Plus: News on the Eisner Awards, new dates for Free Comic Book Day and more.
Multiple women this week accused artist Cameron Stewart of sexually preying on them, including one who was 16 at the time.
Artist and model Aviva Maï said Stewart groomed her, which is when an adult befriends a child to lower the child’s inhibitions with the objective of sexual abuse. She said this started in 2009, when she was 16. Following Maï’s post on Twitter, many other women, including creator Kate Leth, made similar accusations against Stewart.
As a result of the allegations, Bleeding Cool reports, Stewart has been removed from an unannounced project from DC Comics. In addition, Martin Morazzo, artist of Ice Cream Man, said they will no longer use a planned cover by Stewart for the comic’s 20th issue. “We will be donating the commission cost of the cover to Safe Horizons,” Morazzo said on Twitter. He also revealed the replacement cover, which features a parody of The Cat in the Hat cover:
Continue reading “Comics Lowdown | Cameron Stewart dropped from projects after sexual misconduct allegations surface”
The creator of ‘La Grande Guerre’ discusses the latest collection of his drawings of Donald Trump.
Warren Craghead has been drawing Donald Trump and his cronies every day for more than two years, and he’s promised to continue “until this nightmare ends.”
When Craghead began this project, he expected it to last a few months, but he’s an artist who has worked on a number of long-term projects. Comics readers might know him for Speedy, which received the Xeric Grant, as well as How To Be Everywhere and Ley Lines. Online he’s spent years on projects like La Grande Guerre, a daily project detailing World War I, and Medz Yeghern, which documents the Armenian Genocide.
Retrofit Press has just released TrumpTrump: Modern Day Presidential, the second collection of Craghead’s daily drawings. We spoke recently about daily practice and the importance of paying attention.
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The creator of ‘Paper Pencil Life’ discusses her latest book, poetry and more.
Summer Pierre has been making comics for years in the pages of her series Paper Pencil Life and in magazines and anthologies, including Mutha Magazine, The Rumpus, Ink Brick and Bottoms Up! She’s illustrated All the Pretty People by Ariel Gore, It’s Not You, It’s Brie by Kirstin Jackson and other books.
This month Retrofit is releasing Pierre‘s graphic novel All the Sad Songs. The book is about music, which sounds amorphous and vague, but Pierre begins by examining mix tapes she made and still has, the songs and the bands that defined her life, her own music and the years she spent in her twenties singing in clubs and cafes around Boston. Pierre and I have been running across each other at shows in recent years and often end up talking about poetry. When she mentioned that she had a book coming out, I asked if we could talk about the book and her work.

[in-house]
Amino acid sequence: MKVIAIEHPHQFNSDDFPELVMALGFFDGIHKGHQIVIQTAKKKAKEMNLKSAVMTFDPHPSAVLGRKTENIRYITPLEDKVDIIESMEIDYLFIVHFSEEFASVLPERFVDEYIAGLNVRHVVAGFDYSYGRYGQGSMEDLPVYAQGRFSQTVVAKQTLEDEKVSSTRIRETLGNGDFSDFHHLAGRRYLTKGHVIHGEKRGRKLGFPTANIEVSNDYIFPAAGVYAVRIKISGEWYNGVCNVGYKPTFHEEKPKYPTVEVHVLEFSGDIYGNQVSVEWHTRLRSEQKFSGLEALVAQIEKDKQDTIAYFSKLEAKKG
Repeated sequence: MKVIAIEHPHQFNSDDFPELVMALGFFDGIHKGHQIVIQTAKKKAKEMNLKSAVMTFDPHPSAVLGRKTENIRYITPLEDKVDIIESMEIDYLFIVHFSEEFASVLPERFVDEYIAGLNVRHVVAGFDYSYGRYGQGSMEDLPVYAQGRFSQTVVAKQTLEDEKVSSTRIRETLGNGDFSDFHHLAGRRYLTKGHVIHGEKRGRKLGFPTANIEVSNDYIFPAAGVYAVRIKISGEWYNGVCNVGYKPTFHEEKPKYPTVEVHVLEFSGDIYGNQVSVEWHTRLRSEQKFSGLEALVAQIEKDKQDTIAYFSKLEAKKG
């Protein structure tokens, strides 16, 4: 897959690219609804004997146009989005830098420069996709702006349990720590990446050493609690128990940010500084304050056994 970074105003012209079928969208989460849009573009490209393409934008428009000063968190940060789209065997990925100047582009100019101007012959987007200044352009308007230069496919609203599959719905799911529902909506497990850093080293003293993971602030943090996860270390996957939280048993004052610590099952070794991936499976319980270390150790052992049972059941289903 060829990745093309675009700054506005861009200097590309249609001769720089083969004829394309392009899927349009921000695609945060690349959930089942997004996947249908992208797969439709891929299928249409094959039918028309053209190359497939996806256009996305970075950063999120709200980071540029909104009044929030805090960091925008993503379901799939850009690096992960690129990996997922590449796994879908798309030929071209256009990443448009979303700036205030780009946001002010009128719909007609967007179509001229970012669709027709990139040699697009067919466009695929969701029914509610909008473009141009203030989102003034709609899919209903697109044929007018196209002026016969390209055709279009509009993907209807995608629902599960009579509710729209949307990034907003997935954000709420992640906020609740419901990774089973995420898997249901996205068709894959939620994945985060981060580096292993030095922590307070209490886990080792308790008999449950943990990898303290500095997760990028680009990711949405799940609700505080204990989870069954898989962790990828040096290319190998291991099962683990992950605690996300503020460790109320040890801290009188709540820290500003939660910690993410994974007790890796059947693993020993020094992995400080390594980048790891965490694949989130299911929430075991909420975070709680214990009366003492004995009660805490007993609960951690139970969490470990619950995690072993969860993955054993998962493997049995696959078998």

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DC announces their Writers Workshop participants, First Second unveils their Spring 2018 books, Viz licenses some new media, and Mimi Pond talks about her new book—and getting dropped from ‘The Simpsons’ because she was a woman
The Big Reveal: DC announced the names of the six writers who will take part in this year’s DC Writers Workshop: Magdalene Visaggio (Kim & Kim, Quantum Teens Are Go), Sanya Anwar (1001), Joey Esposito (Pawn Shop, Captain Ultimate), Phillip Kennedy Johnson (Last Sons of America, Warlords of Appalachia), Robert Jeffrey (Route 3, Radio Free Amerika) and Ryan Cady (Big Moose). Batman writer Scott Snyder will lead the workshop.
“It’s 13 weeks, and we meet for two, two-and-a-half hours online in a Brady Bunch-style box of windows. I teach it in such a way that it’s all superhero writing for DC. I try and make each week a lesson about a particular technique,” Snyder told Heat Vision. “My job is not to teach you how to write by formula for DC. It’s for you to come in and write the stuff you’re passionate about in your own way. I don’t care if that’s funny political, light-hearted, dark, whatever. Your job is to come in and have something to say. My job is to help you fit it into the rubric of superhero calculus and to help you maximize that story: look at where you should beef things up, slow it down, be aware of pacing. You need to come here and have something to say.”
At the end of the workshop, DC works with the writers to place them in writing slots for DC comics.
Continue reading “Comics Lowdown: All is revealed!”